Cleaning: If you have a filter within your aquarium then you may not have to clean your Caecilian’s water as frequently, but without a filter weekly cleaning is necessary.
It is important to keep your caecilian’s tank clean at all times because of the bacterial build up created by the high temperatures and humidity. Caecilians can also carry parasites, so care must be taken to ensure these parasites stay at a containable level. Too many parasites can kill your caecilian.
Handling: Aquatic caecilians should not really be handled and should be treated as you would a fish. Use an aquarium net and place back in the water as soon as possible. A separate tank may be required for housing your Caecilians whilst the main tank is being cleaned.
Shedding: Caecilians shed their skin at regular intervals as they grow. The shed skin is nearly transparent and you will find it floating in the water of your terrarium. The skin should be netted out of the tank as soon as possible after shedding to keep the water clean.
Caecilians should be fed daily with a varied diet of appropriately sized prey. They can be fed earthworms, insects, small fish, bloodworm and pelleted fish food.
If you are housing your Caecilian within your aquarium with other fish, be aware that small fish may be eaten. This is not always the case though, as some Caecilians can live in a aquarium with other fish, as long as they are fed appropriately and are not left hungry.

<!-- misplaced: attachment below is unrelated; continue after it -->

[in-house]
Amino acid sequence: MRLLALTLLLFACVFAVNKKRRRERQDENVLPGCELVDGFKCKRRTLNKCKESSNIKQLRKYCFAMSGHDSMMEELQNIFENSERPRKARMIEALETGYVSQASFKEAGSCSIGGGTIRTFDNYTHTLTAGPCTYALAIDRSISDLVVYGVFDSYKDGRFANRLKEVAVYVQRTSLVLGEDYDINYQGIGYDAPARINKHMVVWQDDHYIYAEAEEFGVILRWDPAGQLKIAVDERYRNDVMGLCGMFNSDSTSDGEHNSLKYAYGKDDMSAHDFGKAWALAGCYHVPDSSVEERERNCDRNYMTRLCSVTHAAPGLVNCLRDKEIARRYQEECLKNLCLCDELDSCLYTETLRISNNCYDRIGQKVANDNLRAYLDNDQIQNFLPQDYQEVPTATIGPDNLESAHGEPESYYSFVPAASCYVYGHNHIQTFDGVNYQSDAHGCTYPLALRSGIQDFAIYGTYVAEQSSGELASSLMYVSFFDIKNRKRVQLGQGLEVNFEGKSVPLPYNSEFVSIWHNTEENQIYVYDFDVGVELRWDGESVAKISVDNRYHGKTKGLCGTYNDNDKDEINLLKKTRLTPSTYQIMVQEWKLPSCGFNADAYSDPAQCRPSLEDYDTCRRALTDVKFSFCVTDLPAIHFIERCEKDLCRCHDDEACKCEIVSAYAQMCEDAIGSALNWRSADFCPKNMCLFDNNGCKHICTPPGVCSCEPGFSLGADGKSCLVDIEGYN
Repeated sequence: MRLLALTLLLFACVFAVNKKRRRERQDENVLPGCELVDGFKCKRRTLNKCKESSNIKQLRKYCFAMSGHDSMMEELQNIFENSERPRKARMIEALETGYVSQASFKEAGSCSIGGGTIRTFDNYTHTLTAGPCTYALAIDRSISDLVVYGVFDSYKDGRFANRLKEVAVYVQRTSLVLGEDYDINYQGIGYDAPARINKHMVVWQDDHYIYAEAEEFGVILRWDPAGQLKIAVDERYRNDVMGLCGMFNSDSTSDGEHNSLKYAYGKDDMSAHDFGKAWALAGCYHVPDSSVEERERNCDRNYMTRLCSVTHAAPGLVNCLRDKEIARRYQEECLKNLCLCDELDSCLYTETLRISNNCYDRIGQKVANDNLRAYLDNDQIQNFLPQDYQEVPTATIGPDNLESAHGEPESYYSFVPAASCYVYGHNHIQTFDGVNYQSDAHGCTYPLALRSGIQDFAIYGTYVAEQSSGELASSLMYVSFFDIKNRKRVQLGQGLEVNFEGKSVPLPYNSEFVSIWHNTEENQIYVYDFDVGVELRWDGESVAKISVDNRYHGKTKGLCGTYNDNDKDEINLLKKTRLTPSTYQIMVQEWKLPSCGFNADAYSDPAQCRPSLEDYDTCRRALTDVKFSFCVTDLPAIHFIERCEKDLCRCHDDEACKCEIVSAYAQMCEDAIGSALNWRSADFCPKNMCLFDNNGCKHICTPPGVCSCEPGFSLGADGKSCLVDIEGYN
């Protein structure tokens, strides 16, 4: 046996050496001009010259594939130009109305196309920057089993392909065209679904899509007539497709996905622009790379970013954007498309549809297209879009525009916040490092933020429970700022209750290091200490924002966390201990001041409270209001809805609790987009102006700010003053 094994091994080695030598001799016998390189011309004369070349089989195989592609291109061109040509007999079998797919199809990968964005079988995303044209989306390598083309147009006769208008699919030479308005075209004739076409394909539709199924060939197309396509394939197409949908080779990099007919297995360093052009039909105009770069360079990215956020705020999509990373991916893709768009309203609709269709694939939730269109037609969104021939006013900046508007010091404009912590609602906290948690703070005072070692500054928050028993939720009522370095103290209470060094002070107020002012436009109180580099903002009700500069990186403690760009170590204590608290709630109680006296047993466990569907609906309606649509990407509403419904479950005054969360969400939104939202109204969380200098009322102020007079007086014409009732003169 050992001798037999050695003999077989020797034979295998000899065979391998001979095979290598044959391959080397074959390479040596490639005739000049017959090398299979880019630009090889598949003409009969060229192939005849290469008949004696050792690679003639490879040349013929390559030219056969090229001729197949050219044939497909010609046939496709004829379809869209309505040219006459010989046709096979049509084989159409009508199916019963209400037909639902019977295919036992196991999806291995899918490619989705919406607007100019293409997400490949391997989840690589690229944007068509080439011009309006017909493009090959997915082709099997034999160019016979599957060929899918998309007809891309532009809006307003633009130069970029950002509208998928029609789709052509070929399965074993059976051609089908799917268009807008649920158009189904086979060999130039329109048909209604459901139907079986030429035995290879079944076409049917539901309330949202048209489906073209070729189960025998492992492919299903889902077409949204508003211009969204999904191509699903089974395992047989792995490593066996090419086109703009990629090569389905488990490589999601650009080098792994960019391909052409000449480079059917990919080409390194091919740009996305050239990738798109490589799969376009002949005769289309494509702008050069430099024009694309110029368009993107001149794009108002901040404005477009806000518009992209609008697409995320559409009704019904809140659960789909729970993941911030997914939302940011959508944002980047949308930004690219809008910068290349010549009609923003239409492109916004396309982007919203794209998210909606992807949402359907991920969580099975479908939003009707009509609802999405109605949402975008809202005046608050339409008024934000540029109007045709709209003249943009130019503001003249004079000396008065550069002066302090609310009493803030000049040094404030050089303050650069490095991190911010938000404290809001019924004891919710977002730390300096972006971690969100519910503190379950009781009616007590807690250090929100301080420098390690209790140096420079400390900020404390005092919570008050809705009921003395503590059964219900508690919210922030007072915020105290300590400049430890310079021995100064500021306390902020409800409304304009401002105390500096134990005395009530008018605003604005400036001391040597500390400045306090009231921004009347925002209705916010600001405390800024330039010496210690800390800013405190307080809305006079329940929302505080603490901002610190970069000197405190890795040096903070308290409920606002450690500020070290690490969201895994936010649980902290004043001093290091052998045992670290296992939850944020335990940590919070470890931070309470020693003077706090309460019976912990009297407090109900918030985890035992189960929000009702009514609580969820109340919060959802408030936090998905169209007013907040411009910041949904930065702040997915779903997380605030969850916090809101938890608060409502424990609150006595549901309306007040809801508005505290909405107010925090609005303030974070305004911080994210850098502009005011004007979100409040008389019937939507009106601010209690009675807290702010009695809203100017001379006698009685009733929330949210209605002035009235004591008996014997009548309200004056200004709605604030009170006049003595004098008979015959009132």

Your Caecilian's aquarium should contain:
A place for your Caecilian to hide: All amphibians require somewhere to hide and may become stressed if this is not provided. In the case of Aquatic Caecilians, hiding places must be provided in the water. This could be a plant pot on its side or plenty of plants covering the bottom of the tank. Live plants can be used, but may be regularly uprooted by your caecilians has they borrow.
Bogwood makes a good natural looking addition to your aquarium and make great hiding places. Stones can also be used.
A change of scenery: Caecilians are very inquisitive animals and like to explore new surroundings. Once in a while change the layout of the terrarium; this will keep your Caecilian from becoming bored. You will notice once you put your Caecilian(s) back in the tank it will start to re-explore its new surroundings.
Water in your aquarium should be changed regularly, especially if you are not using a filter.
The PH of the water does not need to be any ideal level, but it should stay consistent. A neutral PH should be easiest to maintain.
In an aquarium, you will need an aquarium heater to keep the water temperature are the required levels. Water temps need to be around 26-28 °C (78-81°F).
Care should be taken to ensure the water does not overheat.
Caecilians do not need the edition of UV lighting, although you may find the live plants in your aquarium will die without any light. A fluorescent low UVB tube is ideal as it won’t give out any heat and will help the plants thrive.
Other questions about Aquatic Caecilians
This care sheet is a simple step-by-step guide to successful aquatic Caecilian keeping, but if you have any more questions or need more specific information about the keeping of Caecilians, please visit our forum. It is a useful resource where you can ask members to share good practice and also talk about your experiences of being a Caecilian keeper.